6 Jun 2010, 0916 hrs IST,TNN
Swaminomics declared last week that India must forget the proposed Iran-Pakistan-India gas pipeline because of the outrageously high cost of Iranian gas. Some readers have asked, “Why is Pakistan willing to pay the Iranian price, and go ahead with the project minus India?”
Answer: The pipeline is going to become Pakistan’s Enron. It will drive Pakistan towards bankruptcy and be aborted, just as Enron drove the Maharashtra government towards bankruptcy and was aborted.
Iran and other Gulf producers have long linked the price of gas to that of oil. This was acceptable for decades when oil prices, and hence linked gas prices, were subdued. But oil shot up from $14/barrel in 1995 to a peak of $150/barrel in 2008, and it is still around $75/barrel today.
Iran and Pakistan have agreed on a gas price linked to 80% of the Brent crude oil price. This would have been fair in 1995 but not any longer as oil is up from $14/barrel to $75/barrel.
In a recent interview with Newsline magazine, former Pakistan petroleum secretary Gulfraz Ahmed declared bluntly, “I am now appalled to know that the present negotiations are in the region of 80% of Brent crude.” He adds, “We need this gas urgently, but on the other hand, not at this price.”
He recalls that his original negotiation in the 1990s was for a gas price of $2.05/mmbtu (million metric British thermal unit) from Iran. But the new gas deal implies a price of $8/mmbtu if oil is $60/barrel. If oil goes up to $100/barrel — very likely in the next year or so — the gas price will soar to $13/mmbtu. And if oil returns to its 2008 level of $150/barrel — entirely possible when the Iran-Pakistan pipeline is completed in 2015 — gas will cost a mind-boggling $20/mmbtu, or 10 times as high as originally negotiated in the 1990s.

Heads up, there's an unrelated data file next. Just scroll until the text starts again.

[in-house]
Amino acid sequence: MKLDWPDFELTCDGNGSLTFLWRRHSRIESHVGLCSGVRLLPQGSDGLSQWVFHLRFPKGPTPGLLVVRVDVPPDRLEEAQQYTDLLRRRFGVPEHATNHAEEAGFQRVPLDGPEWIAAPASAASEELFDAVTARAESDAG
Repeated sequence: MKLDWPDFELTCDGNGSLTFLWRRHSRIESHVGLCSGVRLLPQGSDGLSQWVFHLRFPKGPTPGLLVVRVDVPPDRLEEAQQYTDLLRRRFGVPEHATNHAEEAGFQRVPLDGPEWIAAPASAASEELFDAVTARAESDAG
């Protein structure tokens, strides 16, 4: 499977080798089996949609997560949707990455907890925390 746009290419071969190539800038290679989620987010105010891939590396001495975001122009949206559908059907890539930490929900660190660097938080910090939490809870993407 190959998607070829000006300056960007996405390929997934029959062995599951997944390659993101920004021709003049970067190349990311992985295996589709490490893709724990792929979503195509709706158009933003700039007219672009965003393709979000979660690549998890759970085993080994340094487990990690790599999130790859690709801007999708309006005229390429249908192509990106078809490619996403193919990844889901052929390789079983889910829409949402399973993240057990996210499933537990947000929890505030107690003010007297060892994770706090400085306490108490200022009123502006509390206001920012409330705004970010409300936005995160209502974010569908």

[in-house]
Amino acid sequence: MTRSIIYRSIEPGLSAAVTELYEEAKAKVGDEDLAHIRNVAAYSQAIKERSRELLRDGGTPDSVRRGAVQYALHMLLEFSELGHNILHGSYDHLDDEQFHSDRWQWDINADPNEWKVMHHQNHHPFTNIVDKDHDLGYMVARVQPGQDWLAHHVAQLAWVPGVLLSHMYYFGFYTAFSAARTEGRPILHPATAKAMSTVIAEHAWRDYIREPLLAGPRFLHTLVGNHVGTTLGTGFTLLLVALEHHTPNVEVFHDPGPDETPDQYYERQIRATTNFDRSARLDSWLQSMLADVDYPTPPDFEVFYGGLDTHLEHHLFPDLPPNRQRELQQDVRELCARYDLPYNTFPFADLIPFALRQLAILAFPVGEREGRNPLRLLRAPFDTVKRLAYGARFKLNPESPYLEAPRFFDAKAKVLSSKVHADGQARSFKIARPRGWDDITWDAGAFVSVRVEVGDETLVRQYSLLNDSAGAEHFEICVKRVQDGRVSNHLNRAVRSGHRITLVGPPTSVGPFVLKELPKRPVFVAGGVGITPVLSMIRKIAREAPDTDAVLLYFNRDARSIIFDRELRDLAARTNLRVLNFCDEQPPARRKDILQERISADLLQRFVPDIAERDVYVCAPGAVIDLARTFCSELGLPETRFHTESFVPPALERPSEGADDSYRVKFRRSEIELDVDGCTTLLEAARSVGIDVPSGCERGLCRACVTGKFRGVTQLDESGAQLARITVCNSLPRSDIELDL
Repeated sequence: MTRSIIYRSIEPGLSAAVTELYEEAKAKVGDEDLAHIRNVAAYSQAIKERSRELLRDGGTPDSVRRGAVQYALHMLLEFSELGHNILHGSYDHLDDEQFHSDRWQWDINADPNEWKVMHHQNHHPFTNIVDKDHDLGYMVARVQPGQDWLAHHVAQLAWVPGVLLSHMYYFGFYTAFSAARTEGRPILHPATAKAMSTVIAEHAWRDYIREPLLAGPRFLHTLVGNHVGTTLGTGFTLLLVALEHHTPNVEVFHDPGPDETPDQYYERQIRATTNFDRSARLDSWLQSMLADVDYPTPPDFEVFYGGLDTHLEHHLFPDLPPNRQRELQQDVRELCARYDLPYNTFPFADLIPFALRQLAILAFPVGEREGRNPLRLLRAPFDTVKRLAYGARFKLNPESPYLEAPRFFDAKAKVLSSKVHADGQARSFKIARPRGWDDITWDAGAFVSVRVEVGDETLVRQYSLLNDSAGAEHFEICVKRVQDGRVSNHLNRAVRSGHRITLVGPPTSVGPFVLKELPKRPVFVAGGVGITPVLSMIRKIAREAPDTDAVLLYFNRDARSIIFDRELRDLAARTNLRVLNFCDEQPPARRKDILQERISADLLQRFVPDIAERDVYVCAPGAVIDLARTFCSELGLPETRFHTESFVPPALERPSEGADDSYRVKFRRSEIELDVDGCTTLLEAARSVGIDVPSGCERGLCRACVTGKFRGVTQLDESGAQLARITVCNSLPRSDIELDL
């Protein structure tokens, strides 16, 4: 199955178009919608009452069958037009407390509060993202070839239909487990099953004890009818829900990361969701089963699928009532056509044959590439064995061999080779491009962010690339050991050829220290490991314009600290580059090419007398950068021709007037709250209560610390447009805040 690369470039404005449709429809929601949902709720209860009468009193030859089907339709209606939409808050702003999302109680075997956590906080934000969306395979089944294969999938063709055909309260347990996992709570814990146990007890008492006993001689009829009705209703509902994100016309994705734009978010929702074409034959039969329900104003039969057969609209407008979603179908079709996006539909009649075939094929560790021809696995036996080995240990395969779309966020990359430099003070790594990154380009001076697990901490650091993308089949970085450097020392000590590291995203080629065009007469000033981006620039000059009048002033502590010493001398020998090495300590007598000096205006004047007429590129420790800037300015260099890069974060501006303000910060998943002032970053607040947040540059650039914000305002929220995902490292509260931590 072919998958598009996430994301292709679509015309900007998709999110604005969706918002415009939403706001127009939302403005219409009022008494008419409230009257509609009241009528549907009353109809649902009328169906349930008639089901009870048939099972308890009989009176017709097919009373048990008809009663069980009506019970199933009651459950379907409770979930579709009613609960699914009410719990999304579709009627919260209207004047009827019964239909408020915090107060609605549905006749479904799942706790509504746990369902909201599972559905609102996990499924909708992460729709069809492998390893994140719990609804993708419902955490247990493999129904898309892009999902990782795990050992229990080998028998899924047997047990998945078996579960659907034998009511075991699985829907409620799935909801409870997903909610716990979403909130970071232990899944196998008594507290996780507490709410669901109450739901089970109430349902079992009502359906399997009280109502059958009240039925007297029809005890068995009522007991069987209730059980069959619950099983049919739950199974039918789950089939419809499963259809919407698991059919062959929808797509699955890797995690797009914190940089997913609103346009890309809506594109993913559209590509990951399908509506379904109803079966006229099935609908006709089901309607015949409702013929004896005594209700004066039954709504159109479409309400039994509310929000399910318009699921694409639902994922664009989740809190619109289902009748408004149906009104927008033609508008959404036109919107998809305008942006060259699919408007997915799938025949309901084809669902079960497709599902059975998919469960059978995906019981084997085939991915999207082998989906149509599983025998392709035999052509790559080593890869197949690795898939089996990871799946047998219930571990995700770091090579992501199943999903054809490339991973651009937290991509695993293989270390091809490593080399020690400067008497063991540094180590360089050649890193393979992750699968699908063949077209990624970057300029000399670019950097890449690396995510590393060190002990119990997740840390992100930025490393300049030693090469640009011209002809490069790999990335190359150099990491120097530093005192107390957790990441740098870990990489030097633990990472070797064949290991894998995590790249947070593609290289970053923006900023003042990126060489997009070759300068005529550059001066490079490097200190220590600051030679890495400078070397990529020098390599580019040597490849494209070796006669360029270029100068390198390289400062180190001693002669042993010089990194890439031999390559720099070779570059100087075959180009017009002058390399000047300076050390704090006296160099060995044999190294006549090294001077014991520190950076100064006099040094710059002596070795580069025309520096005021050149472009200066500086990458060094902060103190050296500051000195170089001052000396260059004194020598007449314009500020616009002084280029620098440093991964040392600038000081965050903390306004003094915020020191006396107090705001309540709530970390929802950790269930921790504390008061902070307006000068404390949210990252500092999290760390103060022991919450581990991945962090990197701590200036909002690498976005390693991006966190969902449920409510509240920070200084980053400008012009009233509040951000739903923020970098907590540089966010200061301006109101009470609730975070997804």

The cost of 5,000 MW of power to be generated from the gas will rise correspondingly. If oil costs $100/barrel, the linked gas price will translate into an electricity price of around Rs 7.50/ unit. Remember that Enron had to be closed when its price rose to just Rs 4.25/unit: the Maharashtra government said this would empty its coffers.
When Pakistan begins generating power with Iran gas in 2015, oil could be as high as $150/barrel. If so, the corresponding cost of electricity will be Rs 11/unit. Producing power at that price will be economic suicide.
Why has Pakistan got itself into such a trap? Well, don’t be surprised: many Indians still want to join this project. Politicians and strategy wonks can be so fascinated by projects with political appeal that they forget commercial sense. The Left Front is dying to join the project just to spite the US. Pakistan too has foreign policy wonks who see the pipeline as a way to kick the US and display solidarity with Islamic neighbours, oblivious of the suicidal cost.
When Enron proposed its 2000 MW plant in India, this was seen as a fabulously strategic project, worth paying a premium for. At the time the state electricity boards were bust, and India had a terrible power shortage. In this energy desperation, the Enron project was grasped eagerly and cleared at record speed, notwithstanding warnings about the cost. Many hoped this strategic deal would open the gate for dozens more foreign investments.
Fifteen years later, Pakistan also has a terrible power shortage. It too suffers from energy desperation, and so is eagerly grasping a massive power project based on Iranian fuel, ignoring warnings from its own experts about the cost.
Gulfraz Ahmed mentions a third reason for Pakistan’s behaviour: lack of negotiating skills to understand the risks of a 40-year deal with an unfavourable pricing formula. This happened in Enron’s case as well. In both cases the negotiators failed to realize the risks of a contract linked to world oil prices (which could shoot up) and denominated in dollars (the electricity price shot up every time the rupee declined).
Critics of Enron shouted “corruption”. More than 20 cases were filed against the project but all were dismissed by the courts — there was no hard evidence. However, many Indians remained convinced that money had changed hands because Indian politicians are so obviously corrupt. I predict that the Iran gas deal will also be widely condemned as corrupt in Pakistan once the high cost of electricity becomes patently obvious.
Corruption charges are a distraction. The Enron fiasco was caused by a combination of energy desperation, incompetent negotiation, and fanciful notions of strategic importance. Pakistan faces a similar fiasco for the same three reasons.